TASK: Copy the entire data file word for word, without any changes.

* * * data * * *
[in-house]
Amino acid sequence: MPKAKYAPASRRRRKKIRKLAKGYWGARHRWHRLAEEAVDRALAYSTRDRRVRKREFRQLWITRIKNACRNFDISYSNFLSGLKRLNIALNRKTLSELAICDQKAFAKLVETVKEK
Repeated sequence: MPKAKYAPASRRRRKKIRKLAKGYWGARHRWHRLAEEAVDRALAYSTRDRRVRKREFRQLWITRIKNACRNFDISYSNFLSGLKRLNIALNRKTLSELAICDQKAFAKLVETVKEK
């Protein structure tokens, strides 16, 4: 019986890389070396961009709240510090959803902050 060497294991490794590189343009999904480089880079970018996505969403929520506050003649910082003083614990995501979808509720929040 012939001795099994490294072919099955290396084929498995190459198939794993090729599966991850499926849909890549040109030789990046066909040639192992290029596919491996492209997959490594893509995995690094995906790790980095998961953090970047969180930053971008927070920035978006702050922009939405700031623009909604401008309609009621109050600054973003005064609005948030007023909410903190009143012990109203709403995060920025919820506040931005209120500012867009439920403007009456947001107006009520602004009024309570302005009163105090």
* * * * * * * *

[in-house]
Amino acid sequence: MPKAKYAPASRRRRKKIRKLAKGYWGARHRWHRLAEEAVDRALAYSTRDRRVRKREFRQLWITRIKNACRNFDISYSNFLSGLKRLNIALNRKTLSELAICDQKAFAKLVETVKEK
Repeated sequence: MPKAKYAPASRRRRKKIRKLAKGYWGARHRWHRLAEEAVDRALAYSTRDRRVRKREFRQLWITRIKNACRNFDISYSNFLSGLKRLNIALNRKTLSELAICDQKAFAKLVETVKEK
């Protein structure tokens, strides 16, 4: 019986890389070396961009709240510090959803902050 060497294991490794590189343009999904480089880079970018996505969403929520506050003649910082003083614990995501979808509720929040 012939001795099994490294072919099955290396084929498995190459198939794993090729599966991850499926849909890549040109030789990046066909040639192992290029596919491996492209997959490594893509995995690094995906790790980095998961953090970047969180930053971008927070920035978006702050922009939405700031623009909604401008309609009621109050600054973003005064609005948030007023909410903190009143012990109203709403995060920025919820506040931005209120500012867009439920403007009456947001107006009520602004009024309570302005009163105090």